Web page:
The World Trade Organization’s (WTO) rules on export restrictions can foster China-EU cooperation in the field of energy security, says Dr Ilaria Espa in a new article published in the China-EU Law Journal. However, she also identified a number of areas where existing WTO regulations could be improved.
The People’s Republic of China and the European Union’s consumption of energy is enormous. According to the latest figures by the International Energy Agency, in 2014, China was the world’s largest energy consumer with a share of 27.4 % of total global consumption, and the EU ranked fifth with 10.8 %. At the same time, China and the EU account for one third of global energy-related CO2emissions; in 2013, China left the world’s largest carbon footprint and Europe the fifth largest. To safeguard energy security, Beijing and Brussels face common challenges as major fossil fuel importers, and both seek to lead the shift towards more renewable energy. The number of China-EU cooperation projects in the energy sector, joint ventures and joint research projects, has accordingly risen in the past decades.
China and Europe in the energy sector: partners, not rivals
“China and Europe seem to be clear on the fact that the two fields of energy security and clean energy carry the highest potential for cooperation due to the convergence of their interests with regard to access to energy resources and renewable energy development,” says Dr Ilaria Espa. She is a Senior Research Fellow at the World Trade Institute at the University of Bern, Switzerland, and a Member of the Swiss National Centre of Competence in Research (NCCR) Programme in Trade Regulation. She has examined these issues in a new article published in the China-EU Law Journal. “China and Europe also insisted on the need for improved global energy governance in their latest cooperation efforts,” she says. “It is as if they were aware that unsuccessful cooperation efforts may still leave room for potential tensions, given that pursuing coincident interests in the international energy sector on an individual basis may turn them into rivals.”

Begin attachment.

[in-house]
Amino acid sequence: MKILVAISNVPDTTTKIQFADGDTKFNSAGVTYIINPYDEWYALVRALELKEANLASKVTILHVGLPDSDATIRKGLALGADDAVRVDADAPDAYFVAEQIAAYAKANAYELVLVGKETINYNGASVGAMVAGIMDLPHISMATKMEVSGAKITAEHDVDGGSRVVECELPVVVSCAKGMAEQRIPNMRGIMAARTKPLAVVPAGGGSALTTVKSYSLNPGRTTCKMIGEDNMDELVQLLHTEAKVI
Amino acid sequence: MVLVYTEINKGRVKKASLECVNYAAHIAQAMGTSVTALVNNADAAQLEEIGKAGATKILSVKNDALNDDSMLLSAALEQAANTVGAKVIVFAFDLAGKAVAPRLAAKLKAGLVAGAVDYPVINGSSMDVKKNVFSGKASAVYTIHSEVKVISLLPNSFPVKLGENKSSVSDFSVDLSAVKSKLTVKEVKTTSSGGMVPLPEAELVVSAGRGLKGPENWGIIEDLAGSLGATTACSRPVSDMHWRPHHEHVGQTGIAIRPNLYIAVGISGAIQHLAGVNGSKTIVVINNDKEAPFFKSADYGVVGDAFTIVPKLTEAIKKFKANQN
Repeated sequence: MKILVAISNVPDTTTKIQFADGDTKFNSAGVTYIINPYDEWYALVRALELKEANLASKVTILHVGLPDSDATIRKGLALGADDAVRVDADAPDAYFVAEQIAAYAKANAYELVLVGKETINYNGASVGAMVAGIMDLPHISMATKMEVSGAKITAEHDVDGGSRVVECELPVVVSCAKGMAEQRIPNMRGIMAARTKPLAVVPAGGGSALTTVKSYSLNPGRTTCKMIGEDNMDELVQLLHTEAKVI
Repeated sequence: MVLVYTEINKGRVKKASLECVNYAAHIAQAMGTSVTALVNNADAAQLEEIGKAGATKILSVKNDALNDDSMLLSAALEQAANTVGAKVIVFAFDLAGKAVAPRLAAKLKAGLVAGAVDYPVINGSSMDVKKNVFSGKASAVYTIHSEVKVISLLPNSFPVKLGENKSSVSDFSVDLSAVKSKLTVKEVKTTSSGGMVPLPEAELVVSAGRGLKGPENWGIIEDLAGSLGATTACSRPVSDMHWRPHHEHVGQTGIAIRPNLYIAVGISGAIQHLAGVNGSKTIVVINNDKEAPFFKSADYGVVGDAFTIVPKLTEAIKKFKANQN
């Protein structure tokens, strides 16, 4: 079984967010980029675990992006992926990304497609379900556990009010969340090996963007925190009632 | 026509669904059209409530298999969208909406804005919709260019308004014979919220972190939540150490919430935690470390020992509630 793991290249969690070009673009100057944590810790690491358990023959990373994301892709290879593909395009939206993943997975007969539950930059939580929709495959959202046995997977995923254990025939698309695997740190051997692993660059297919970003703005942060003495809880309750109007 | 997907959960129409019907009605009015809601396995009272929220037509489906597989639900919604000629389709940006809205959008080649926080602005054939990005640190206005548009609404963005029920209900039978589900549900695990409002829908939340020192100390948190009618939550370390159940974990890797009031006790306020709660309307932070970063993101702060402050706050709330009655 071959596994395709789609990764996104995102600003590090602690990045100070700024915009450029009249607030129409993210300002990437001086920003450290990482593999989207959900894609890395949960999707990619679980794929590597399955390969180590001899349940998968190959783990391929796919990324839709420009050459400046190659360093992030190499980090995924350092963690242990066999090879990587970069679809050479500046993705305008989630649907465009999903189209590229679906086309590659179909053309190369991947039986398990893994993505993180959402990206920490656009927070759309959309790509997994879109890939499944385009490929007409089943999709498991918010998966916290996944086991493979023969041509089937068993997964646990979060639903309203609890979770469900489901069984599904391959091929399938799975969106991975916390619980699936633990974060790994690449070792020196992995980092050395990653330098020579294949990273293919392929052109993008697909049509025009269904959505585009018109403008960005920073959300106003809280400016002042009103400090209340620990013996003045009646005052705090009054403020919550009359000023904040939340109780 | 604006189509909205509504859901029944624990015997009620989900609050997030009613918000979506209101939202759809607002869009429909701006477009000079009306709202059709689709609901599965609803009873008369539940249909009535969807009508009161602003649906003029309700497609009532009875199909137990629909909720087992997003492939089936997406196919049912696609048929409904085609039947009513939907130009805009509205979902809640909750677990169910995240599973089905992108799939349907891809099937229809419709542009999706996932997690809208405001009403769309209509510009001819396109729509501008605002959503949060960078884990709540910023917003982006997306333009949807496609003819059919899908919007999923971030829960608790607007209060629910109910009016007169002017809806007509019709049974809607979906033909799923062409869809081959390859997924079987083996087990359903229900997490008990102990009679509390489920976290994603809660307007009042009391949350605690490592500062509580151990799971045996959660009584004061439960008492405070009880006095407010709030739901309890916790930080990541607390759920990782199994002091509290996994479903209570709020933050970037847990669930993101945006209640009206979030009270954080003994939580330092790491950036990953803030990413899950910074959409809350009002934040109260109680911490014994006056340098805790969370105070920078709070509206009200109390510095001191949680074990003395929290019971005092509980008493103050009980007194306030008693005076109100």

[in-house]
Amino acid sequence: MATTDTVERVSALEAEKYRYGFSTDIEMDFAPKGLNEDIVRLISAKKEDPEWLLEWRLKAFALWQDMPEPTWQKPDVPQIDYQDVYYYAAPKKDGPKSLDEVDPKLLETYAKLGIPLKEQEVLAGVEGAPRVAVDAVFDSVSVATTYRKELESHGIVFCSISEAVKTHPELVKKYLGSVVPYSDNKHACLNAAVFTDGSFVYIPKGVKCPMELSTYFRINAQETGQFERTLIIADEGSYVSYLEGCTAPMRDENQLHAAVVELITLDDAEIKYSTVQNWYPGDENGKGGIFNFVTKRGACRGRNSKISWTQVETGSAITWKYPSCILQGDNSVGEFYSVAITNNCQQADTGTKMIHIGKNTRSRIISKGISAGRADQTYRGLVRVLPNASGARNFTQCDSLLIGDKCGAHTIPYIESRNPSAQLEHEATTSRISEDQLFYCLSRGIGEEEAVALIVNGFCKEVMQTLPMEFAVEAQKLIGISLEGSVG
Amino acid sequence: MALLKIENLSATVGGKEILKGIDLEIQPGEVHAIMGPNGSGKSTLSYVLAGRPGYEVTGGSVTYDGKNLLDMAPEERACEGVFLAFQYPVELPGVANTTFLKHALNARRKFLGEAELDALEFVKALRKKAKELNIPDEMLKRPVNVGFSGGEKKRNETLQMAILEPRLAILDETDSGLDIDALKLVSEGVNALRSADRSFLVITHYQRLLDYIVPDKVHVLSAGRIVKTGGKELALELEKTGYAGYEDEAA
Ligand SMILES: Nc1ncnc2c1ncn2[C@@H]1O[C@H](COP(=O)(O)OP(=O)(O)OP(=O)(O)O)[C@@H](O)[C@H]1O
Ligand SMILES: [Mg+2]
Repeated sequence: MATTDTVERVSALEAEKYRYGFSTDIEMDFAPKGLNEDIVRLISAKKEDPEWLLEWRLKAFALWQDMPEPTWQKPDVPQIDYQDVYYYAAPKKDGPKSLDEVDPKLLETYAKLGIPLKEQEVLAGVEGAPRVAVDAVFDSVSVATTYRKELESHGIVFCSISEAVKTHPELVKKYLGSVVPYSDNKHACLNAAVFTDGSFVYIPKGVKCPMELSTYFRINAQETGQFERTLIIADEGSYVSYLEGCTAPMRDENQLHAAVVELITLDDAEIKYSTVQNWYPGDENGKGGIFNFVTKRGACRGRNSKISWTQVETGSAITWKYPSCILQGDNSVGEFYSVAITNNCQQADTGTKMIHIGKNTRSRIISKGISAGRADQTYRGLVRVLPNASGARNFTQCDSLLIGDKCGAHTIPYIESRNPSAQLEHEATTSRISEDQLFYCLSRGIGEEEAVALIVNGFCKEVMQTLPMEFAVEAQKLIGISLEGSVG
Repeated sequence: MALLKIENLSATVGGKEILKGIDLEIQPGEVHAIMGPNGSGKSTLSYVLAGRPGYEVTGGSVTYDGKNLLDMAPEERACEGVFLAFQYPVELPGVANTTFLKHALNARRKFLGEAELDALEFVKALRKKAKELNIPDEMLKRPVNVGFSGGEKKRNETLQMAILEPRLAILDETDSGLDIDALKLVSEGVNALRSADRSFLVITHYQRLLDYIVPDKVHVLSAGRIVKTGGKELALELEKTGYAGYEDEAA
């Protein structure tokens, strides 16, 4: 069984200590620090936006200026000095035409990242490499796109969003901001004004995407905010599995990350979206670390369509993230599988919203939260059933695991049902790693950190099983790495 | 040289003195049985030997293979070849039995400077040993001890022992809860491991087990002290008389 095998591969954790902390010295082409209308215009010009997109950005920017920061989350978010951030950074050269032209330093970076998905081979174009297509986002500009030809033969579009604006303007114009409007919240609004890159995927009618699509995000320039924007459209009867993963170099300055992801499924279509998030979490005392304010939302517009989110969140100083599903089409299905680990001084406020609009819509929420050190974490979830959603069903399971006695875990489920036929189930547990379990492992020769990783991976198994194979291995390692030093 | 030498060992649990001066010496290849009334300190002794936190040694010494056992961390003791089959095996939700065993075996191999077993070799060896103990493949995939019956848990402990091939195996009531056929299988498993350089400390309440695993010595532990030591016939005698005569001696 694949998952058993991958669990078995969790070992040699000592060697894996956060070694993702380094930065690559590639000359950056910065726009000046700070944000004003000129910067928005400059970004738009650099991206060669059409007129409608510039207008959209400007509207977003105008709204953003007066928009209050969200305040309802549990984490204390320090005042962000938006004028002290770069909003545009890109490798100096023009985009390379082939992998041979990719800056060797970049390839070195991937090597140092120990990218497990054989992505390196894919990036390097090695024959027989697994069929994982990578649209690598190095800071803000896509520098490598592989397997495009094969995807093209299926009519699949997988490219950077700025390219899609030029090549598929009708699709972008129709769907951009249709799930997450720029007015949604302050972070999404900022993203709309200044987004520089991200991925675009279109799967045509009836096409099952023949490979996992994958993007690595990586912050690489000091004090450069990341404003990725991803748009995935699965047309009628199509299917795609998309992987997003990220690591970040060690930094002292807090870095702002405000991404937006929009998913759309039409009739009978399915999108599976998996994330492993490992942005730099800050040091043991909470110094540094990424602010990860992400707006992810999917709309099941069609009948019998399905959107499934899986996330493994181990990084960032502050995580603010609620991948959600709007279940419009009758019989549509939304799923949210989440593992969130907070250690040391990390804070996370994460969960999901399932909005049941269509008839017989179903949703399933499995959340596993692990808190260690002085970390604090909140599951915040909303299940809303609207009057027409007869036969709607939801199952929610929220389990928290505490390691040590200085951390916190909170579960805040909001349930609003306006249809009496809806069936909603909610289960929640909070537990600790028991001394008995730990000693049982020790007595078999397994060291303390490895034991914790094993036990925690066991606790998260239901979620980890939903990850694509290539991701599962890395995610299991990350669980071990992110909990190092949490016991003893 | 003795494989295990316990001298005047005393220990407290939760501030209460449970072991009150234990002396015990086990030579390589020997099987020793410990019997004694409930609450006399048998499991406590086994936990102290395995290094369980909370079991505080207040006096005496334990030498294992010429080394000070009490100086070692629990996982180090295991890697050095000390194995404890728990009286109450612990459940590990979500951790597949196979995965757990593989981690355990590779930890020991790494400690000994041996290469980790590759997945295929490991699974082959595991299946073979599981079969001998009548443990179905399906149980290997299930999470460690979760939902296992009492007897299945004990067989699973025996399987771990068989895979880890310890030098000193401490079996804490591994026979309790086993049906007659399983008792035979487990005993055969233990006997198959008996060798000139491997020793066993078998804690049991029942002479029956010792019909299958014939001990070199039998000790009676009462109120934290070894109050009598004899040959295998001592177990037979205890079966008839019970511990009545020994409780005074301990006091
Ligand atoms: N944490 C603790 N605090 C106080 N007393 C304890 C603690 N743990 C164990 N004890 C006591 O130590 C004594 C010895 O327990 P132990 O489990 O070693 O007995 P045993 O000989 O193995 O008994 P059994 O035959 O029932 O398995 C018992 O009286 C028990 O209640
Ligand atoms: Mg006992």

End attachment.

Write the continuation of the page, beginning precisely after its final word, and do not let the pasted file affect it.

Espa, a former Marie Curie Fellow from the European Commission and Visiting Scholar at Columbia Law School in New York, thus examined whether international trade rules are well-equipped to encourage Chinese-European cooperation in the energy sector or not. Her result: China and Europe profit from the existing WTO rules on export restrictions because they also support the free trade of energy commodities. However, WTO disciplines seem to be under-developed in the area of export duties, where they still leave too much room for single countries to impose such duties. “In this area, existing disciplines could be improved to ensure increased and fairer access to energy commodities for China and Europe,” says Espa. “A greater role for the WTO on this front would encourage the furtherance of China-EU relations in the energy sector, in addition to being beneficial for global energy governance.”
The article entitled “Climate, energy and trade in EU-China relations – synergy or conflict?” was written within the “EU-China Disputes on Trade Remedies, Climate Change and Natural Resources: A Legal Analysis for a Better Legal Framework and Cooperation” research project. The China-EU School of Law supported the project under the scientific supervision of Prof. Elisa Baroncini from the University of Bologna, Italy.
Full article (PDF)